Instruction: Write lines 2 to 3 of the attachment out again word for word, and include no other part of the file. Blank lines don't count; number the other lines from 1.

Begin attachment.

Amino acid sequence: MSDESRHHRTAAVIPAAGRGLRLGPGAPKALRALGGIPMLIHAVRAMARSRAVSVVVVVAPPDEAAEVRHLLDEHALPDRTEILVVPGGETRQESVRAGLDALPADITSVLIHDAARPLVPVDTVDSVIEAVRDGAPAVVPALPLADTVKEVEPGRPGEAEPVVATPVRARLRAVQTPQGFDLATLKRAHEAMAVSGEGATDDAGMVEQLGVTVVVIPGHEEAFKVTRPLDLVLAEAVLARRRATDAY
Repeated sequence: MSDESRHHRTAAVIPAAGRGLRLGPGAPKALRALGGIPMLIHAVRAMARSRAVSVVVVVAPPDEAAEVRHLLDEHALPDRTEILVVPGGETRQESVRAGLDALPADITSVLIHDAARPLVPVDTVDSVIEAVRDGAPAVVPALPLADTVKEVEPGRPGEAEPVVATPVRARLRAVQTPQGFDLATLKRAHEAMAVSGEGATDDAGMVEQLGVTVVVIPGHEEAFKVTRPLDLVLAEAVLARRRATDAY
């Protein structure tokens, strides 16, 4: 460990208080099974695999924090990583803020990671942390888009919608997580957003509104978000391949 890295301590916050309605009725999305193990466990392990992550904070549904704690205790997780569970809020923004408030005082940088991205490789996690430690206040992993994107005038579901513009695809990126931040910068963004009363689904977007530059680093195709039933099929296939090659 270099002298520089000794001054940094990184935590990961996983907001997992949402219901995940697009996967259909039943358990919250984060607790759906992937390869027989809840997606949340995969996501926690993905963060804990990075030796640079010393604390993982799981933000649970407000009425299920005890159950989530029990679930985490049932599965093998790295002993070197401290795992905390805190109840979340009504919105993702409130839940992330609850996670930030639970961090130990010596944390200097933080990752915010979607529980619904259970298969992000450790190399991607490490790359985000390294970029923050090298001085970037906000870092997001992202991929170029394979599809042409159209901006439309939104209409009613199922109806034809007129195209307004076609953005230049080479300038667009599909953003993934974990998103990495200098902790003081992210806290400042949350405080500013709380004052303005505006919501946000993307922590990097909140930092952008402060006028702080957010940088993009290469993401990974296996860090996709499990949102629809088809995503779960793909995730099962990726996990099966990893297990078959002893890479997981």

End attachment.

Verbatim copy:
Repeated sequence: MSDESRHHRTAAVIPAAGRGLRLGPGAPKALRALGGIPMLIHAVRAMARSRAVSVVVVVAPPDEAAEVRHLLDEHALPDRTEILVVPGGETRQESVRAGLDALPADITSVLIHDAARPLVPVDTVDSVIEAVRDGAPAVVPALPLADTVKEVEPGRPGEAEPVVATPVRARLRAVQTPQGFDLATLKRAHEAMAVSGEGATDDAGMVEQLGVTVVVIPGHEEAFKVTRPLDLVLAEAVLARRRATDAY
């Protein structure tokens, strides 16, 4: 460990208080099974695999924090990583803020990671942390888009919608997580957003509104978000391949 890295301590916050309605009725999305193990466990392990992550904070549904704690205790997780569970809020923004408030005082940088991205490789996690430690206040992993994107005038579901513009695809990126931040910068963004009363689904977007530059680093195709039933099929296939090659 270099002298520089000794001054940094990184935590990961996983907001997992949402219901995940697009996967259909039943358990919250984060607790759906992937390869027989809840997606949340995969996501926690993905963060804990990075030796640079010393604390993982799981933000649970407000009425299920005890159950989530029990679930985490049932599965093998790295002993070197401290795992905390805190109840979340009504919105993702409130839940992330609850996670930030639970961090130990010596944390200097933080990752915010979607529980619904259970298969992000450790190399991607490490790359985000390294970029923050090298001085970037906000870092997001992202991929170029394979599809042409159209901006439309939104209409009613199922109806034809007129195209307004076609953005230049080479300038667009599909953003993934974990998103990495200098902790003081992210806290400042949350405080500013709380004052303005505006919501946000993307922590990097909140930092952008402060006028702080957010940088993009290469993401990974296996860090996709499990949102629809088809995503779960793909995730099962990726996990099966990893297990078959002893890479997981």